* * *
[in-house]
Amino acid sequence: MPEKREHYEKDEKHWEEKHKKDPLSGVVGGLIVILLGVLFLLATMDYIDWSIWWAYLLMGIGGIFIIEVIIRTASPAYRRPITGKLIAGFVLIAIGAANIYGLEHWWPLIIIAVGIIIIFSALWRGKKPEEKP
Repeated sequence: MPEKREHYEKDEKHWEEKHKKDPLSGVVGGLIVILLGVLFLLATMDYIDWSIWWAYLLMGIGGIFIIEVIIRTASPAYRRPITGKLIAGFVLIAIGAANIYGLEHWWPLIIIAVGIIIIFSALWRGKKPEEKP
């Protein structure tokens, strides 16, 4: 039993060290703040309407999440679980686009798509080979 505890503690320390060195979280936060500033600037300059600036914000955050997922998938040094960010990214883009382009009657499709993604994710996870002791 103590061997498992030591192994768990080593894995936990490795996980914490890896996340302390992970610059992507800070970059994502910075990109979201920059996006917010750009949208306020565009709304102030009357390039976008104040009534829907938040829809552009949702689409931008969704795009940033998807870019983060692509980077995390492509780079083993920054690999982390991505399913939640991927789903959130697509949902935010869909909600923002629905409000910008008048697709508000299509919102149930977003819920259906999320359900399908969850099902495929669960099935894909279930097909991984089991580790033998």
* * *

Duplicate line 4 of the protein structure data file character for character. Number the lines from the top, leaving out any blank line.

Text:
């Protein structure tokens, strides 16, 4: 039993060290703040309407999440679980686009798509080979 505890503690320390060195979280936060500033600037300059600036914000955050997922998938040094960010990214883009382009009657499709993604994710996870002791 103590061997498992030591192994768990080593894995936990490795996980914490890896996340302390992970610059992507800070970059994502910075990109979201920059996006917010750009949208306020565009709304102030009357390039976008104040009534829907938040829809552009949702689409931008969704795009940033998807870019983060692509980077995390492509780079083993920054690999982390991505399913939640991927789903959130697509949902935010869909909600923002629905409000910008008048697709508000299509919102149930977003819920259906999320359900399908969850099902495929669960099935894909279930097909991984089991580790033998």